Partnering is Just Good Business
I think we all recognize that larger organizations whether commercial or nonprofit have brand recognition. Sometimes the brand recognition is so strong the name of the brand has replaced the name of the product such as Kleenex® for a facial tissue or in many parts of the country Coke® means any carbonated beverage and not just cola-flavored. The larger more well-known charitable organizations also have ‘brand’ recognition perhaps the most famous being the color pink with breast cancer awareness; regardless of the specific fundraising entity pink ribbons, shoelaces, hats, shirts, etc. are immediately recognized for their alliance with breast cancer awareness. So as a business person why would I want to align with your nonprofit? To coin the old adage “what’s in it for me?”—a lot is whats in it for you. Connecting your business and brand with a nonprofit can have a major impact on your business, creating stronger loyalty with existing customers and reaching potential new ones. Consider increased community brand recognition. By aligning with a nonprofit that shares your values, your business will grow its recognition. As a local craft brewery, you can form a natural partnership with the Alex’s Lemonade Stands to Fight Childhood Cancer. Without any upfront investment, you offer a free pint of a specific brew for a $10 donation. The donor gets their ‘coupon’ and comes into your Brew Pub. There is a good chance on top of the one free pint; they’ll have another and maybe something to eat. Since people rarely drink or eat alone that person will also likely drink and eat. If you are really committed you have your staff offer the companion the opportunity to donate the $10 and get the same ‘free pint,’ and you have solidified your position as a caring and supportive member of your community. Right there you are growing your brand loyalty and recognition, connecting emotionally with your customers and very likely creating a brand advocate. Now that’s a true win-win, all for the cost of a draft pull. There are plenty of other opportunities for a small business to partner up with a local nonprofit; a health-food store with a diabetes program, a bicycle shop with a heart-health organization or a pet food store with the local animal shelter. There are many organic partnerships where the business and the nonprofit have a similar focus. There are also plenty of business that may not have a natural partner, but that doesn’t mean that you can’t work with a local non-profit – start by identifying a cause you care about and go from there. Or select a cause that impacts a member of your team or family. People are, by nature generally charitable, but they do spend much of their lives as consumers, making them more apt to respond favorably to fundraisers that are linked to specific rewards. Offering your customers rewards in conjunction with their donations demonstrates your appreciation of their willingness to support your cause with their hard-earned funds. A study by Cone Communications revealed that 85 percent of consumers view businesses that give to a charity more favorably. Take the time to do some market research to identify the most popular charitable causes in your area and approach them about forming a partner program. Some interesting statistics to consider:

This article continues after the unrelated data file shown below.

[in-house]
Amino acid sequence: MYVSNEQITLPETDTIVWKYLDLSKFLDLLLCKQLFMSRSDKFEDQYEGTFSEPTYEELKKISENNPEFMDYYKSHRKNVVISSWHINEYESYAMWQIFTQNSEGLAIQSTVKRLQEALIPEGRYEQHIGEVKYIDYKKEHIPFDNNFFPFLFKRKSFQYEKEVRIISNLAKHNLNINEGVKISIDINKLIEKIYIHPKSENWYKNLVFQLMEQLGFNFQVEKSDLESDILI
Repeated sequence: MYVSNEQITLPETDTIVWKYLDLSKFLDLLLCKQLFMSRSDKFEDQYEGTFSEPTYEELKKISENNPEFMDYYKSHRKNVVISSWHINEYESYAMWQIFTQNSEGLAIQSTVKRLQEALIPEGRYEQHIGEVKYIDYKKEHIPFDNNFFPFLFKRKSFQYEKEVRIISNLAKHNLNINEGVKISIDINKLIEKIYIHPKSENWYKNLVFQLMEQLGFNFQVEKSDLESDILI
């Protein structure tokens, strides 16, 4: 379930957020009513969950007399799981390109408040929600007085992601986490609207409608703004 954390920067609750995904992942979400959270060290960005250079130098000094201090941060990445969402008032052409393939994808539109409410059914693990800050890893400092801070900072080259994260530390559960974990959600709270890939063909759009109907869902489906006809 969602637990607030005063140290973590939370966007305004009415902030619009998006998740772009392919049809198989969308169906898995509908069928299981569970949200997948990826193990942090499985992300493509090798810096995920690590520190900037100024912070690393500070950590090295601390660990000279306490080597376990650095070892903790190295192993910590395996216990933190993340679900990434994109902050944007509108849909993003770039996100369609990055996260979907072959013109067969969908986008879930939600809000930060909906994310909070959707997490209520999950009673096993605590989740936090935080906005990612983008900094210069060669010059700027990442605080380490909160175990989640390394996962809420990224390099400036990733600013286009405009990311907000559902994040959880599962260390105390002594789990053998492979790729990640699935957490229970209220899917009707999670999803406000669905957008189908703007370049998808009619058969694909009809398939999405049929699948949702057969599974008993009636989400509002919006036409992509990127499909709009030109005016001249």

54 percent of consumers bought a product associated with a cause during the last 12 months
89 percent of Americans are likely to switch brands to one associated with a cause, given comparable price and quality
91 percent of consumers are willing to purchase more products and services that support causes
88 percent of consumers want to learn more about companies supporting social and environmental issues
Ready to get started connecting with consumers while making a difference in your community? Drop us an email.